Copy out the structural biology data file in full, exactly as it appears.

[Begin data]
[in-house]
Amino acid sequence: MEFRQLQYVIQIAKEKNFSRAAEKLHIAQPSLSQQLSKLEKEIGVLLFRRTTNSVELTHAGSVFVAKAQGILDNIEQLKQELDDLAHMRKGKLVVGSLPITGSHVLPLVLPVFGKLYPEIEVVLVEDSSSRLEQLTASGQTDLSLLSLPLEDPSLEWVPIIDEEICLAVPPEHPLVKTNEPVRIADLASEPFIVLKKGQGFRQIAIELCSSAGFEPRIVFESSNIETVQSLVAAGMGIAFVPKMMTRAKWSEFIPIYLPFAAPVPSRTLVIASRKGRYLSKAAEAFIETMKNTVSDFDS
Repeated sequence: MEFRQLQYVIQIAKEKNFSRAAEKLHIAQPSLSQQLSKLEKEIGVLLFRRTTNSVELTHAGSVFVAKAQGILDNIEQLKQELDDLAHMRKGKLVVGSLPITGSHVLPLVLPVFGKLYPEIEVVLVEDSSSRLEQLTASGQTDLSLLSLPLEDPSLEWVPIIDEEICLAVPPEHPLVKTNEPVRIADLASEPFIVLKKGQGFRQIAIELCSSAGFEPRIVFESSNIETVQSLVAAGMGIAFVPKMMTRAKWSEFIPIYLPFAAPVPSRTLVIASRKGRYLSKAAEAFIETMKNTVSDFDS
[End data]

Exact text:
[in-house]
Amino acid sequence: MEFRQLQYVIQIAKEKNFSRAAEKLHIAQPSLSQQLSKLEKEIGVLLFRRTTNSVELTHAGSVFVAKAQGILDNIEQLKQELDDLAHMRKGKLVVGSLPITGSHVLPLVLPVFGKLYPEIEVVLVEDSSSRLEQLTASGQTDLSLLSLPLEDPSLEWVPIIDEEICLAVPPEHPLVKTNEPVRIADLASEPFIVLKKGQGFRQIAIELCSSAGFEPRIVFESSNIETVQSLVAAGMGIAFVPKMMTRAKWSEFIPIYLPFAAPVPSRTLVIASRKGRYLSKAAEAFIETMKNTVSDFDS
Repeated sequence: MEFRQLQYVIQIAKEKNFSRAAEKLHIAQPSLSQQLSKLEKEIGVLLFRRTTNSVELTHAGSVFVAKAQGILDNIEQLKQELDDLAHMRKGKLVVGSLPITGSHVLPLVLPVFGKLYPEIEVVLVEDSSSRLEQLTASGQTDLSLLSLPLEDPSLEWVPIIDEEICLAVPPEHPLVKTNEPVRIADLASEPFIVLKKGQGFRQIAIELCSSAGFEPRIVFESSNIETVQSLVAAGMGIAFVPKMMTRAKWSEFIPIYLPFAAPVPSRTLVIASRKGRYLSKAAEAFIETMKNTVSDFDS